Residents in a rural part of China have been reportedly asked to replace images of Jesus and other Christian symbols with those of President Xi Jinping if they want to receive government benefits to alleviate poverty, it has emerged.
Believers in the Christian faith have been urged to remove the religious symbols by the local administration if they want to be included in the government's poverty-relief measures. Thousands of Christian residents in the rural areas of southeast China have already switched to hanging Xi's images in their houses, reports the South China Morning Post (SCMP). Photographs are also being shared showing the residents swapping the images of Jesus with Xi on the walls of their houses.
The government's programme was initiated to "transform believers in religion into believers in the party", a local report said. The report was posted on social media but was taken down later after it was highlighted by the SCMP.
Nearly 11% of the one million-strong population in Jiangxi province's Yugan county lives below the poverty line while 10% of the residents are Christians. The county also hosts an active atheist party, which has been vying for influence against the spreading Christian presence.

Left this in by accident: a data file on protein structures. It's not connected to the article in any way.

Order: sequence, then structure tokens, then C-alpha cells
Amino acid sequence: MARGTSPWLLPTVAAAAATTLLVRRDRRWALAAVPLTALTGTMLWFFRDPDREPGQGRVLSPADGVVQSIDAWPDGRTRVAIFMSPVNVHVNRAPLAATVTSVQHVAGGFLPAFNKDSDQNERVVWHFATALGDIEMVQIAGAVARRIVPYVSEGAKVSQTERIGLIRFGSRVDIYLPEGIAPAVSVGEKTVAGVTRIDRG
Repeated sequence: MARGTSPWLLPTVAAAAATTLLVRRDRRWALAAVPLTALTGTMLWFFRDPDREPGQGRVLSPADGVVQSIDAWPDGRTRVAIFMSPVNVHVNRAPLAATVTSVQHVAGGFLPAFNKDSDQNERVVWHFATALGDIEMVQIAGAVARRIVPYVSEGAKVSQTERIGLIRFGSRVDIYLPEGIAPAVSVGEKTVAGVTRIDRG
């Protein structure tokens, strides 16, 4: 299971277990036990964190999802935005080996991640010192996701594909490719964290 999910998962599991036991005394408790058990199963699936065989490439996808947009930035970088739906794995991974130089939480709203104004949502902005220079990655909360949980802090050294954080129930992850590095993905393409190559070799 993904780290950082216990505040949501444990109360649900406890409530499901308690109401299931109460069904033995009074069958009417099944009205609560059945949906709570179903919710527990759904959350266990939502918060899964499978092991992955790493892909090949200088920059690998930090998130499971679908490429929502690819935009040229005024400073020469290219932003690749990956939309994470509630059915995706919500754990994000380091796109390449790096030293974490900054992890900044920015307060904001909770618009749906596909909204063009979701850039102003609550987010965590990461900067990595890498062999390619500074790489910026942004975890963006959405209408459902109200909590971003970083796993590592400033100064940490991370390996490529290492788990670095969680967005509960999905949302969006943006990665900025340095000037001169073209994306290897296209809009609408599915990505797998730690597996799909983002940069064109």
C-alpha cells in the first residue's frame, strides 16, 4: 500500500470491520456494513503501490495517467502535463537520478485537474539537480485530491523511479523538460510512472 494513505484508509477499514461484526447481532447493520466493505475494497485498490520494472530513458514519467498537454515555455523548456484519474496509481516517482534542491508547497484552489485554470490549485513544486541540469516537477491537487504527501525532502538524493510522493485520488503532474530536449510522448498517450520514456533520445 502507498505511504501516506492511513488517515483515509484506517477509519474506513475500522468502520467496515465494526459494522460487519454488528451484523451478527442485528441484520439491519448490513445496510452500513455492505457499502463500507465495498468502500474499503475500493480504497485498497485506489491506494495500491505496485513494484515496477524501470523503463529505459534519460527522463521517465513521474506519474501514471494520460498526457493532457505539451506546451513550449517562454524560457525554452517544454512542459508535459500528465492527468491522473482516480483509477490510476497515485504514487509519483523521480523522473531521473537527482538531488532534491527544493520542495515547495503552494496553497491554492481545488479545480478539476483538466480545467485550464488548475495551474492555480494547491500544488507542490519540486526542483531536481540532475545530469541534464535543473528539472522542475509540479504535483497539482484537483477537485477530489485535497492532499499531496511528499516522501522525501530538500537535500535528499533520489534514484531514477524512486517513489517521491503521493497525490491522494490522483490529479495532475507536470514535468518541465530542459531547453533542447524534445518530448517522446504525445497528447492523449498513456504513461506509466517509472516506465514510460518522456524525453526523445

Inhabitants have also been asked to remove crosses and gospel couplets in order to replace them with the images of Xi – a stark reminder of the times of Mao Zedong, who's picture would invariably find a place in Chinese homes, symbolising the personality cult.
Most of these measures are said to be "voluntary".
"Many poor households have plunged into poverty because of illness in the family. Some resorted to believing in Jesus to cure their illnesses," Qi Yan, chairman of the congress in Huangjinbu – one of the townships in the county, was quoted as saying. "But we tried to tell them that getting ill is a physical thing and that the people who can really help them are the Communist Party and General Secretary Xi."
He added that the county's government authorities have been distributing hundreds of portraits of Xi.
Crackdowns over religious tensions have frequently cropped up under Xi's rule, whether it is against Christians or against the Uighur Muslims in Xinjiang.